I don’t know shucks about statistics, but I thought I would toy with
some different random distributions to see how they behaved. Contrary
to my expectations, the sample median was never the more consistent
measure, and was often worse.

"""Different measures of central tendency have different variability.

And it depends on the distribution of the underlying data.

Some distributions are easy to characterize from a random sample.  If
your data is normally or uniformly distributed, you can get a pretty
good estimate of the mean, which is also the median, after just ten or
twenty data points.

But some other distributions are not so well-behaved. The exponential
distribution is a common one. Its median is well to the left of its
mean.  Does the sample mean or the sample median have greater
variance? I hypothesize, without actually doing the math, that the
sample mean of an exponential distribution has proportionally greater
variance, and therefore the sample median is a better measure to use,
if you have to pick one.


from __future__ import division
import random, math, sys

sample_mean = lambda sample: sum(sample)/len(sample)
sample_means = lambda samples: map(sample_mean, samples)

# wrong for even samples, but close enough:
sample_median = lambda sample: sorted(sample)[len(sample)//2] 
sample_medians = lambda samples: map(sample_median, samples)

uniform_sample = lambda n: [random.uniform(0, 1) for ii in range(n)]
expo_sample = lambda n: [random.expovariate(1) for ii in range(n)]

def standard_deviation(sample):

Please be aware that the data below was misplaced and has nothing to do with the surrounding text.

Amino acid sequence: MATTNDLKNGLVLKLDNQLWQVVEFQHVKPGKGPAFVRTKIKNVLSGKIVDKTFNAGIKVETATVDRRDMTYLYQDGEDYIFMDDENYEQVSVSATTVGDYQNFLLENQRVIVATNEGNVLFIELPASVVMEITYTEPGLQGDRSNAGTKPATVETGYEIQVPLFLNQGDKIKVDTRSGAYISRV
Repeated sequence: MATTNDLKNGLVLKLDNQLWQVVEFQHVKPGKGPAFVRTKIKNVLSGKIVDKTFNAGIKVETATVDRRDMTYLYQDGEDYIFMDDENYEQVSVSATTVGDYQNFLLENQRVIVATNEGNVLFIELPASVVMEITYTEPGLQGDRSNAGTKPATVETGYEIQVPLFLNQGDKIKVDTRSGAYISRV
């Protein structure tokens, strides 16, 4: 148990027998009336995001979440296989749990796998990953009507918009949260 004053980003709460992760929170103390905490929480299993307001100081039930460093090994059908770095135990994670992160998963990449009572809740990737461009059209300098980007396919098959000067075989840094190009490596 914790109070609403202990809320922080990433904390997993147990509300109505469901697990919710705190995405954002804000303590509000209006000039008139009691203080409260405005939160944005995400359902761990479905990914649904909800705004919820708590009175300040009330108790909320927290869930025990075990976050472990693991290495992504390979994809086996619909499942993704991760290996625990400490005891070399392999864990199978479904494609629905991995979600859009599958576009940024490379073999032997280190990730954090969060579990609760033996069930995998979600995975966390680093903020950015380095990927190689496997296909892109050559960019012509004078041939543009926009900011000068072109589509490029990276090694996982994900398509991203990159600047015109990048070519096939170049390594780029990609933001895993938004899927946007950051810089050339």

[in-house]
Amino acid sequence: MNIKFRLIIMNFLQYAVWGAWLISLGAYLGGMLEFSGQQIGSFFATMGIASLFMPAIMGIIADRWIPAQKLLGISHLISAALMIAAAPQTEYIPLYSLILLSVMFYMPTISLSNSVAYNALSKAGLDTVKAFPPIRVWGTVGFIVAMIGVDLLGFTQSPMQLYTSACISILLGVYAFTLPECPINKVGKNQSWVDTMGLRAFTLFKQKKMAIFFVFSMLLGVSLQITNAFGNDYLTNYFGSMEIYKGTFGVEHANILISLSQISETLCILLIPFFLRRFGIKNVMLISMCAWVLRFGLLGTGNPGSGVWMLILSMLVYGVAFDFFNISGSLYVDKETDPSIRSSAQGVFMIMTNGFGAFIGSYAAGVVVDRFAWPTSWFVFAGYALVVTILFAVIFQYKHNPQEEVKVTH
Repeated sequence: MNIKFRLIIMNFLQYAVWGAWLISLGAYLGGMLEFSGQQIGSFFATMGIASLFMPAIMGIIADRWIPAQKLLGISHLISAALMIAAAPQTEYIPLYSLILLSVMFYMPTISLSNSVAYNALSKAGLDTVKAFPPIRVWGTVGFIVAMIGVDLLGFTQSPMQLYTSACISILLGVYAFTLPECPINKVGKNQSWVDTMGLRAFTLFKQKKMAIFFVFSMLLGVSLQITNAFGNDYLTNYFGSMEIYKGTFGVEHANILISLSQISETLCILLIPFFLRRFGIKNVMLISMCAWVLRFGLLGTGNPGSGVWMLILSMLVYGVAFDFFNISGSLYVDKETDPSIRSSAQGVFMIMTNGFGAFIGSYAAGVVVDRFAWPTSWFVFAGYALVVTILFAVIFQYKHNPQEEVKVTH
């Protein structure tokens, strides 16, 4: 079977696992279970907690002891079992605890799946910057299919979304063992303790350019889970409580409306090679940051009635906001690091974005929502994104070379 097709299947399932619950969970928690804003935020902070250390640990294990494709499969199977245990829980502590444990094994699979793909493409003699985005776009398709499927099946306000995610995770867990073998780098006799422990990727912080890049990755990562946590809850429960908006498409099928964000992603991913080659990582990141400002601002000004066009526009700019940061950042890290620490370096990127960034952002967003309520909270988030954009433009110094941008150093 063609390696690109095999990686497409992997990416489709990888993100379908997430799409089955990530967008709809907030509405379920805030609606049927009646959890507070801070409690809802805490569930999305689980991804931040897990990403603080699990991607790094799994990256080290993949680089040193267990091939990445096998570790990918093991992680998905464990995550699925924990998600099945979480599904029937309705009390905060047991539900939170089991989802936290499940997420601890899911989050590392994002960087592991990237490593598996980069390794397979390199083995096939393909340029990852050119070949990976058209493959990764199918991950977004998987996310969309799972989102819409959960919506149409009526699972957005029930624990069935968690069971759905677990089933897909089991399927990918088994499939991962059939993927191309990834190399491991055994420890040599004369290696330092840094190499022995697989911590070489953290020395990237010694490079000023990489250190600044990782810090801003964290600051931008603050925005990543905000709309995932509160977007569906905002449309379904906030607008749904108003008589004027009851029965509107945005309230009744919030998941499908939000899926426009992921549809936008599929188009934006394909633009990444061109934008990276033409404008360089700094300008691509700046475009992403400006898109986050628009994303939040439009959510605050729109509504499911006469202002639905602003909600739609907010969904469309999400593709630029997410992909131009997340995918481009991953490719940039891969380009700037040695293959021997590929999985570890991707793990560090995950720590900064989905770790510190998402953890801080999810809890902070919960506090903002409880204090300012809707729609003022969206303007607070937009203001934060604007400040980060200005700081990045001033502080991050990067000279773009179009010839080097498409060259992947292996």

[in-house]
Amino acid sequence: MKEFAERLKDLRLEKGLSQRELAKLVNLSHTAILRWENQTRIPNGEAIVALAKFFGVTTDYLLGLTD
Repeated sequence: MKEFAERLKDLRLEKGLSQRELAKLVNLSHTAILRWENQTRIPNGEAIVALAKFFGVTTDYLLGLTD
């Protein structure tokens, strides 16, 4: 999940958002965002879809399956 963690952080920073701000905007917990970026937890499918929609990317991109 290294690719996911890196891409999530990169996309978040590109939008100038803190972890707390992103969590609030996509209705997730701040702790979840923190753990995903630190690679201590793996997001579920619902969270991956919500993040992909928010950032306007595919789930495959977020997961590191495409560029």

mean = sample_mean(sample)
    return math.sqrt(sum((x - mean)**2 for x in sample)/(len(sample)-1))

uniform_samples = lambda n, m: [uniform_sample(m) for ii in range(n)]
expo_samples = lambda n, m: [expo_sample(m) for ii in range(n)]

def compare(n, m):
    print "%d samples of %d items each:" % (n, m)
    print "Uniform:",
    describe(uniform_samples(n, m))
    print "Exponential:",
    describe(expo_samples(n, m))

def describe(samples):
    means, medians = sample_means(samples), sample_medians(samples)
    print "standard deviation of mean %.2f (mean mean %.2f), of median %.2f 
(mean median %.2f)" % (standard_deviation(means), sample_mean(means),
                   standard_deviation(medians), sample_mean(medians))

if __name__ == '__main__':
    compare(int(sys.argv[1]), int(sys.argv[2]))

(End of `variance.py`.)

Example usage:

    : kra...@inexorable:~/devel/inexorable-misc ; ./variance.py 10000 20
    10000 samples of 20 items each:
    Uniform: standard deviation of mean 0.06 (mean mean 0.50), of median 0.11 
(mean median 0.52)
    Exponential: standard deviation of mean 0.22 (mean mean 1.00), of median 
0.24 (mean median 0.77)

This software is available via

    git clone http://canonical.org/~kragen/sw/inexorable-misc.git

(or in <http://canonical.org/~kragen/sw/inexorable-misc>) in the file

Like everything else posted to kragen-hacks without a notice to the
contrary, this software is in the public domain.

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